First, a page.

Props to the Boy Wonder for his hard work at school of late.
The school has a merit/demerit system, whereby good behaviour and achievements (for example) are rewarded with points, while being naughty or being late to class (for example) will lose you points. Each week, the scores are totted up and those with the highest scores are celebrated in school assembly. Good for them.
Here’s my son’s chart for this week so far:
1 point for his simple, but effective Science project. Good.
1 point for “excellent” work in French. Bien.
And 2 points for calmly capturing and removing a decent-sized Cape Skink (Trachylepis capensis) while all around him in his History class were losing their heads. Awesome.
I’m happy to say that my kids have no issues with any of the harmless local wildlife:
…and (equally importantly) a healthy respect for the dangerous stuff.
There’s more to schooling than just academic achievement, and I’m really proud that in a class of 20+ screaming kids (and 1 screaming teacher?), my boy was the one who kept his cool and helped out. And saved the skink, as well.
(So far, anyway.)
We went along to the High School introduction evening yesterday. It included details of how they were going to teach our high school child, some information about the school camps, and a talk by a local educational psychologist.
Lot of the stuff she said made a lot of sense to me and the assembled parents of pre-teens. But then she came out with this quote, and it was perfect:
I was talking to a group of parents of toddlers yesterday.
I love to talk to parents of toddlers: there’s still so much hope!
We all laughed. But then… actually… ouch.
And so, the day I was dreading on Monday has come to pass. And it wasn’t so bad after all.
Looking back now (and to be fair, it is some chronological distance), I can’t recall my feelings at heading back to school after the summer break. Obviously, coming from a Northern hemisphere nation, we started back in September, but other than that, not much has is very different, and when I dropped our two off this morning, there was the usual melange of oversized school bags, new uniforms, smiles, tears and anxious parents.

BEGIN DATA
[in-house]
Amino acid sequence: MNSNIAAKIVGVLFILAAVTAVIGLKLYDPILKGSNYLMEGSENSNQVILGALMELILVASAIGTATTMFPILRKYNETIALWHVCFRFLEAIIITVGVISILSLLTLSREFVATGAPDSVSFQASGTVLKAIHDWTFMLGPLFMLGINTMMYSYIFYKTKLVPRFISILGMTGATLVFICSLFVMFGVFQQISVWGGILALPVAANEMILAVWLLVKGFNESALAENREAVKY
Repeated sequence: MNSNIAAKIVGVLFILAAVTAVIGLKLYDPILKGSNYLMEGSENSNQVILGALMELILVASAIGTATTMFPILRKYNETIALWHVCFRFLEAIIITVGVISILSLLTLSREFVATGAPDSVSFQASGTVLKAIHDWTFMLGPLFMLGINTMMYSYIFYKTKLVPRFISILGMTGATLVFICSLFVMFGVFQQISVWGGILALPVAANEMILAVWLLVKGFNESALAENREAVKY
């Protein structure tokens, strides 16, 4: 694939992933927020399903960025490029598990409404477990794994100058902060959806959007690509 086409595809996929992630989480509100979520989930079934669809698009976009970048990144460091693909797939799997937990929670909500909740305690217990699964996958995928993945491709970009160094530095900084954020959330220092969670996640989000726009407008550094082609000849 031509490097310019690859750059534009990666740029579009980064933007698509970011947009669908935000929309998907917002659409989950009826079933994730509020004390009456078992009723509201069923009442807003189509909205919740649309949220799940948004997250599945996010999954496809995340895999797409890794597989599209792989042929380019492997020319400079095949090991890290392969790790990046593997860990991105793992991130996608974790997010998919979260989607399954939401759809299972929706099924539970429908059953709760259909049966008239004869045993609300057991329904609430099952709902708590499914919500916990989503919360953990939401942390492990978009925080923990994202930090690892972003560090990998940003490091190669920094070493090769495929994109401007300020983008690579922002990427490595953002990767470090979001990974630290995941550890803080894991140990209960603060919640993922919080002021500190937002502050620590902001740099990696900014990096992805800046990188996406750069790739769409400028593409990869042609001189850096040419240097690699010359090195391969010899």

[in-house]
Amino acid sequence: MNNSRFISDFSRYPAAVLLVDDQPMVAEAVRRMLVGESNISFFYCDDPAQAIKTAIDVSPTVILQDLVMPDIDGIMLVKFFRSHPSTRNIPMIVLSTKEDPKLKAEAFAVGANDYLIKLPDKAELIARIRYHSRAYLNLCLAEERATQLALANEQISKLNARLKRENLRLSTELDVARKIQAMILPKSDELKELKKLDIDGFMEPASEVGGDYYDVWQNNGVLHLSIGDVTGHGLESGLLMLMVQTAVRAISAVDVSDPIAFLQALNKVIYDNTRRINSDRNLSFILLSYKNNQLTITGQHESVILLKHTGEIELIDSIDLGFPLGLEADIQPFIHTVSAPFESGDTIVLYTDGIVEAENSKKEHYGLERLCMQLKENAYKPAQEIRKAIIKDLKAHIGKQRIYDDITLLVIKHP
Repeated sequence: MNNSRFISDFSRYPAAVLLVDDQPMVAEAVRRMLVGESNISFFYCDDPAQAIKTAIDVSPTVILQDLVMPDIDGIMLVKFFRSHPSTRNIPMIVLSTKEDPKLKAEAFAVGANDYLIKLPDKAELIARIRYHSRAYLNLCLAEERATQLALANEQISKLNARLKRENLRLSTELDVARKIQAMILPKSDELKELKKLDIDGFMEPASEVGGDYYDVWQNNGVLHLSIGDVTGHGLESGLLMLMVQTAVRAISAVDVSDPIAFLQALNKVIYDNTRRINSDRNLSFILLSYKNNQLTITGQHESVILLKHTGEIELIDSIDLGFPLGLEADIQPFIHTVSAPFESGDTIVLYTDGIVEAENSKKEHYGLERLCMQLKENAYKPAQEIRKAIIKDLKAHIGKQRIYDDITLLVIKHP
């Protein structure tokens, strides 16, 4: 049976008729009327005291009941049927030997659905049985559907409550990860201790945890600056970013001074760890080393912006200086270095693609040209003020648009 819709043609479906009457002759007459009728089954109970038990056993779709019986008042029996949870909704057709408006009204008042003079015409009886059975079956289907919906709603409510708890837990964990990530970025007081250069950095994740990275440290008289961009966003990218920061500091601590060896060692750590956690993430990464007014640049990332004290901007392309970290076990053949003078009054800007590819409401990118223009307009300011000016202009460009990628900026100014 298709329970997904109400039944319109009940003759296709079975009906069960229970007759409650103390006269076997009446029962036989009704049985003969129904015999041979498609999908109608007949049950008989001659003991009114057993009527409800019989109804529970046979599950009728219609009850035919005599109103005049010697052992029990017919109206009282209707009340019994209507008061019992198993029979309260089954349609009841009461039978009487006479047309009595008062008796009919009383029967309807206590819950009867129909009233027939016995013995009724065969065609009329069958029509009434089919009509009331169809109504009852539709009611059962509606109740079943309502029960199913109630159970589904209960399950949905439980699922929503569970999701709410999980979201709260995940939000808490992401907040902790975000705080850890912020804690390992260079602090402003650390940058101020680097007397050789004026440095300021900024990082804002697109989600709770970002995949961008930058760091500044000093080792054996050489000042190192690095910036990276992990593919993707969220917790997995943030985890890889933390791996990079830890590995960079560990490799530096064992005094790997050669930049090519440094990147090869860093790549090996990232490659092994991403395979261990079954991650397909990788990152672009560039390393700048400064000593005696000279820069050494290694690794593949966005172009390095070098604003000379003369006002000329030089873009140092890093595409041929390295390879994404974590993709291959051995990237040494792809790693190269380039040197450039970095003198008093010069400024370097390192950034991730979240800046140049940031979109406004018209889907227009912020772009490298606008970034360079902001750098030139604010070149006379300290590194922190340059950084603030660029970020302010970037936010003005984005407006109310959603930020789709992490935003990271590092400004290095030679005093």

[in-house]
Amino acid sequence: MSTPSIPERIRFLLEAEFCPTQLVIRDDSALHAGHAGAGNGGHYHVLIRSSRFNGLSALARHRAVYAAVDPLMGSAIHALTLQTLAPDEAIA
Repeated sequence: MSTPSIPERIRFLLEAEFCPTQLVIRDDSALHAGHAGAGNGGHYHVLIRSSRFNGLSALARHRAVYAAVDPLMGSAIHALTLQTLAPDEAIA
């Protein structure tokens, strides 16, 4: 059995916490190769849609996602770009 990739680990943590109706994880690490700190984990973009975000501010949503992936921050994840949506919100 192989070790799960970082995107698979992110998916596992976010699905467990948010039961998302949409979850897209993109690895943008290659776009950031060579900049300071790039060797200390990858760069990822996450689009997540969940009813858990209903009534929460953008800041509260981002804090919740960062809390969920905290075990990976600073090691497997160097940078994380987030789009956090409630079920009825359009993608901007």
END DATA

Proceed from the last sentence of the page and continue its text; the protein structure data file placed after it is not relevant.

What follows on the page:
Not for us, of course. Our kids were gone – Single Use Plastic-free lunchboxes in hand – just as soon as the car doors opened. They’ve headed back to school with a good deal of enthusiasm, tempered with perhaps just a touch of resignation at the end of the holiday and a smidgen of trepidation at the challenges that lie ahead. But the experience was overwhelmingly positive – they enjoy school and they react well to having more structure to their days – especially after 7 (seven!) weeks of holiday.
Last year was exceptional. Let’s see if we can do even better in 2018.
Much as the theme music of the pisspoor Sunday evening offering of Carte Blanche heralds the end of the weekend in Checkers-shopping households all over the country, so tomorrow morning’s alarm clock will be the last “late” weekday wake up call as the kids head back to school on Monday after 4 (four) weeks off.
I say “late” in inverted commas because we’re not talking a nice long lie-in or anything. Just an extra (and ever so welcome) hour under the covers. That’s all over now – at least until a week in late September.
I will have to do the switch over the alarm setting on the phone from School Holiday to School Day as soon as I wake up in the morning, or I will forget. Good bye, Holi.
And back also, I fear, will be the traffic. Journeys to and from work will take three times longer next week than they did this. Also, it’s nearly August, so several or more of those journeys will be in the rain.
There is no upside to all of this, by the way. There doesn’t always have to be a light at the end of the tunnel, although a tunnel might help with the trip to work.
Normal positivity returns tomorrow. After that last early morning hour in bed.
It’s coming to the end of another school year, and it was the annual prizegiving ceremony for my daughter today. At this age, everyone gets a certificate and a round of applause – a celebration of their varying levels of various achievements. Only once they get older does the Hunger Games style competition kick in with the select few being picked out for individual honours. For the moment, everyone survives. Mostly.
While it’s a happy time, with the kids already sensing the demob happy chaos of their final week, it’s also sad as the ties between kids and their teachers have to be broken as the students move onward and upward. For many reasons, Scoop and her teacher this year have had a particularly close bond, and there were a few tears as Scoop was selected to present some flowers to Mrs M.
It’s not like they won’t see each other again (for starters, they’ve got another 7 school days together): their respective classrooms are virtually next door to one another next year. But it just won’t be the same.
We owe Mrs M a lot. She’s set the foundation for Scoop’s entire academic future. And it looks rosy.
No pun intended.